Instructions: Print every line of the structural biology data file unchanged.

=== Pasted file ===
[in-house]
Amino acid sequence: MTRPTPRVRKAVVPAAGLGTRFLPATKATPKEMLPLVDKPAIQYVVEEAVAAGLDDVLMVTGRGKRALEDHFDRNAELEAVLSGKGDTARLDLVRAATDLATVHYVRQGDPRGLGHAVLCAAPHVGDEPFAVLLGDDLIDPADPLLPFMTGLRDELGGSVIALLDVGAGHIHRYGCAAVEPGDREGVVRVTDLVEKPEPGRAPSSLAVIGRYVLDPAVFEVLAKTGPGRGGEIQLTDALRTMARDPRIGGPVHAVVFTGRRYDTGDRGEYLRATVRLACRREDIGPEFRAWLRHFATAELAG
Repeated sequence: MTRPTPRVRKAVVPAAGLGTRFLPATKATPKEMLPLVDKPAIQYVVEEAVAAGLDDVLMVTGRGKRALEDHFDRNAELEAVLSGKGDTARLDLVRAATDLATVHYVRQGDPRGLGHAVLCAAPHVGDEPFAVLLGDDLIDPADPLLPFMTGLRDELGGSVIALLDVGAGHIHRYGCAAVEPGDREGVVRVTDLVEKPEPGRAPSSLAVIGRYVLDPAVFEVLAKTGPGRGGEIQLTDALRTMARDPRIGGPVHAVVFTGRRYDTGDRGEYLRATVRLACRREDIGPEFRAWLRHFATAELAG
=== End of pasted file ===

[in-house]
Amino acid sequence: MTRPTPRVRKAVVPAAGLGTRFLPATKATPKEMLPLVDKPAIQYVVEEAVAAGLDDVLMVTGRGKRALEDHFDRNAELEAVLSGKGDTARLDLVRAATDLATVHYVRQGDPRGLGHAVLCAAPHVGDEPFAVLLGDDLIDPADPLLPFMTGLRDELGGSVIALLDVGAGHIHRYGCAAVEPGDREGVVRVTDLVEKPEPGRAPSSLAVIGRYVLDPAVFEVLAKTGPGRGGEIQLTDALRTMARDPRIGGPVHAVVFTGRRYDTGDRGEYLRATVRLACRREDIGPEFRAWLRHFATAELAG
Repeated sequence: MTRPTPRVRKAVVPAAGLGTRFLPATKATPKEMLPLVDKPAIQYVVEEAVAAGLDDVLMVTGRGKRALEDHFDRNAELEAVLSGKGDTARLDLVRAATDLATVHYVRQGDPRGLGHAVLCAAPHVGDEPFAVLLGDDLIDPADPLLPFMTGLRDELGGSVIALLDVGAGHIHRYGCAAVEPGDREGVVRVTDLVEKPEPGRAPSSLAVIGRYVLDPAVFEVLAKTGPGRGGEIQLTDALRTMARDPRIGGPVHAVVFTGRRYDTGDRGEYLRATVRLACRREDIGPEFRAWLRHFATAELAG